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Jackson: The Iron-Willed Commander (The…
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Jackson: The Iron-Willed Commander (The Generals) (edició 2012)

de Dr. Paul Vickery (Autor)

MembresRessenyesPopularitatValoració mitjanaMencions
1121,392,235 (4)1
"Jackson was the first president who was neither a member of the economic or social elite, nor from the Eastern Seaboard states of Massachusetts or Virginia. Born poor and orphaned at fifteen, Andrew Jackson was a self-made man -- one who represented the South and the Western Frontier and its expansionist interests. He was elected largely by voters who were not previously a part of the political process. He was also the first and only president who carried in his body two bullets; one near his heart from a duel, and one in his shoulder from a shootout. He was indeed a change from the past. Jackson was the personification of the average citizen, the one who worked for a living, unafraid to get his hands dirty, and a symbol of the 'majesty' of the common man. As a general, he had required more of his men than any other general had before. He executed some and threatened to shoot others, but they loved him and fought and died for him. He reveled in his successes -- yet always praised and credited his soldiers with the victories. His military greatness lies not so much in his being a brilliant tactician, but in being a natural-born leader able to make decisions, usually successful, on the spot, and to do his duty as he saw it. With seemingly no credentials other than a contentious iron will, a desire to improve his situation in life, and a belief in the power and greatness of the American citizen, he rose to become president of the United States. The leadership qualities developed by Jackson as he rose in station by hard work, a firm belief in his own abilities, sheer force of will, help from others, and perhaps a bit of luck, propelled him from an obscure rural village to the epitome of public office, and ushered in what one author labeled 'The Age of Jackson,' and fundamentally changed the paradigm of how Americans selected their leaders"--Provided by publisher.… (més)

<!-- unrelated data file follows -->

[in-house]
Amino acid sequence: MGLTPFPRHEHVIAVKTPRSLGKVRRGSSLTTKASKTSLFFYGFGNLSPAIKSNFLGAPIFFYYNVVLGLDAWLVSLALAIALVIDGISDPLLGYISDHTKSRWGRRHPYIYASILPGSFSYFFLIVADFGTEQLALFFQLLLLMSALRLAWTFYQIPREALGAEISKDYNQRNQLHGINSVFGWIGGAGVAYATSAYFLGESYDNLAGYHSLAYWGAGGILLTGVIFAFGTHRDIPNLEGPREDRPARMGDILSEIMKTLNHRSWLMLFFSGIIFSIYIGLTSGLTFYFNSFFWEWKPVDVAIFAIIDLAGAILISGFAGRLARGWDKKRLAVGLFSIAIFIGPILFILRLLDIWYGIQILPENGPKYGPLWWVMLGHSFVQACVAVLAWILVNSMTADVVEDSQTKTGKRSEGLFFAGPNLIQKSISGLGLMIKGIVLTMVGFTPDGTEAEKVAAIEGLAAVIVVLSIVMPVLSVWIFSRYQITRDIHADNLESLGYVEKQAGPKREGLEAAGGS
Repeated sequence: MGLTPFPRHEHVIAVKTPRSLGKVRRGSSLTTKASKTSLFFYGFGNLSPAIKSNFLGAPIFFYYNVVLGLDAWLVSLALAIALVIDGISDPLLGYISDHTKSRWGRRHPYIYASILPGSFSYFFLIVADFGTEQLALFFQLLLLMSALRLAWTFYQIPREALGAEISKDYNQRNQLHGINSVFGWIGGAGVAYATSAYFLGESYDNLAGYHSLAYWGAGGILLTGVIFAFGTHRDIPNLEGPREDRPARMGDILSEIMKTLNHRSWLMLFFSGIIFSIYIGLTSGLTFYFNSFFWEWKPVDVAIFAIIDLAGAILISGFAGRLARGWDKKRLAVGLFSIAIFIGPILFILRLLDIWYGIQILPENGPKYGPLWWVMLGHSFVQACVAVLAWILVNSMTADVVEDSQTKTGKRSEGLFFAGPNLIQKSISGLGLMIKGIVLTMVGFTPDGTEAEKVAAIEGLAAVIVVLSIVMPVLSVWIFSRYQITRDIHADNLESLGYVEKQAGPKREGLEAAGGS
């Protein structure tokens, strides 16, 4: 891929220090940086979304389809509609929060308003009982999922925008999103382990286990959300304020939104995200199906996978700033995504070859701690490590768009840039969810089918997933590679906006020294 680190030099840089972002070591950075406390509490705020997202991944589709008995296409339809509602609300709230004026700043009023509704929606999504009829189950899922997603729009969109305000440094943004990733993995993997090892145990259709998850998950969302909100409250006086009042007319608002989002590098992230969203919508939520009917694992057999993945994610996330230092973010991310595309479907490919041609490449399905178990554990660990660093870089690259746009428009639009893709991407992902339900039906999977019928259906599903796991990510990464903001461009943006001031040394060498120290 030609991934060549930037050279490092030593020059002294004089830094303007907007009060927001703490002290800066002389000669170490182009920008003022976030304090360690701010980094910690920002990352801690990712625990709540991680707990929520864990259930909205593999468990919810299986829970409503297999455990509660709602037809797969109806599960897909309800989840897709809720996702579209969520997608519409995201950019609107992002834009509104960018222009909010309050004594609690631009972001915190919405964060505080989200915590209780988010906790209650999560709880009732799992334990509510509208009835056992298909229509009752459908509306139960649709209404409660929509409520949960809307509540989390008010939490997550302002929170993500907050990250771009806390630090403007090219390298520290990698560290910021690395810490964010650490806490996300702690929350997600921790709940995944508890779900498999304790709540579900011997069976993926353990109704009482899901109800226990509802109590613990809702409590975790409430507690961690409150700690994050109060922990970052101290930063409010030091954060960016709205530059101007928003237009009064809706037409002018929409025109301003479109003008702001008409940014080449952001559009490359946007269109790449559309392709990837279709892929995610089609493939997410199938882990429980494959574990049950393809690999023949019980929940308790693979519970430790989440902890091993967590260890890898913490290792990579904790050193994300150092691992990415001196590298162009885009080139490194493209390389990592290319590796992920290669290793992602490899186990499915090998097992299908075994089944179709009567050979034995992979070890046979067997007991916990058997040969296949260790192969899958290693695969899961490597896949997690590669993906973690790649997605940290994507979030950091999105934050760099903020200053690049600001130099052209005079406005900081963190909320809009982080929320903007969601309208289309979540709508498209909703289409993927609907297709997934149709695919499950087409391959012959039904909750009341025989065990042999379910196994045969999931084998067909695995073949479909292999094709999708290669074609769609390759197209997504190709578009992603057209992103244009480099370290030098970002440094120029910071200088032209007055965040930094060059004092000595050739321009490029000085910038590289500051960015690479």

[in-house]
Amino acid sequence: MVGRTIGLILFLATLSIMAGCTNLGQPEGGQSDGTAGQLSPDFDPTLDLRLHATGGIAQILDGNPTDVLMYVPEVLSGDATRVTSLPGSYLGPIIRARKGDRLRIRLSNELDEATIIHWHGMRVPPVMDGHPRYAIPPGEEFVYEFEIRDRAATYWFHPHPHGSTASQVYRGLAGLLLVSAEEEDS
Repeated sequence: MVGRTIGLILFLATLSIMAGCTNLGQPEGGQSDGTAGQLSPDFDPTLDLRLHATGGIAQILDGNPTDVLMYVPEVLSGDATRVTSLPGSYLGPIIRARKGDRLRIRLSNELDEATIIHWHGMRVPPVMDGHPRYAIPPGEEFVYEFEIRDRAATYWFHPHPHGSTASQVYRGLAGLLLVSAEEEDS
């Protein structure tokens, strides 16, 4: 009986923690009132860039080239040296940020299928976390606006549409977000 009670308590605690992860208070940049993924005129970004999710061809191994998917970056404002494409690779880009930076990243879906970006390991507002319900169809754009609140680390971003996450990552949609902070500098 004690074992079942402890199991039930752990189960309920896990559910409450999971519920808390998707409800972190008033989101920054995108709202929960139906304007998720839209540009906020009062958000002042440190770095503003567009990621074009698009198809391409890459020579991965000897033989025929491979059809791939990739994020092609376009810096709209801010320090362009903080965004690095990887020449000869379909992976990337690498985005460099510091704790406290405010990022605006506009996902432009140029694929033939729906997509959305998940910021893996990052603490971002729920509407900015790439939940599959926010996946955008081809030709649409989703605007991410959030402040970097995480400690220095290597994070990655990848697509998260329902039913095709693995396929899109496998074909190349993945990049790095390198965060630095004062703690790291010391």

Membre:david__clifford
Títol:Jackson: The Iron-Willed Commander (The Generals)
Autors:Dr. Paul Vickery (Autor)
Informació:Thomas Nelson (2012), 256 pages
Col·leccions:La teva biblioteca
Valoració:***
Etiquetes:general, andrew jackson, president, war of 1812

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Jackson: The Iron-Willed Commander (The Generals) de Dr. Paul Vickery

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Excellent overview of Jackson's life and the War of 1812. I did feel taht the author gave ever so brief a hint of Jackson's spiritual life in the last chapter. I wished he would have instead revealed a tapastry of his spiritual journey that lead him to join the Presbyterian Church late in life. ( )
  david__clifford | Feb 3, 2016 |
Dr. Vickery's prologue of his biography of Andrew Jackson, Jackson The Iron Willed Commander, begins with a description of the day of Jackson's inauguration as the seventh President of the United States. On March 4, 1829 history was made. Jackson was a southerner from humble beginnings . His achievements and accomplishments are legendary. And so, on this date a man of the people took office and thousands came to celebrate the occasion. Dr. Vickery work puts forth the history of Jackson's life based on information from a variety of sources.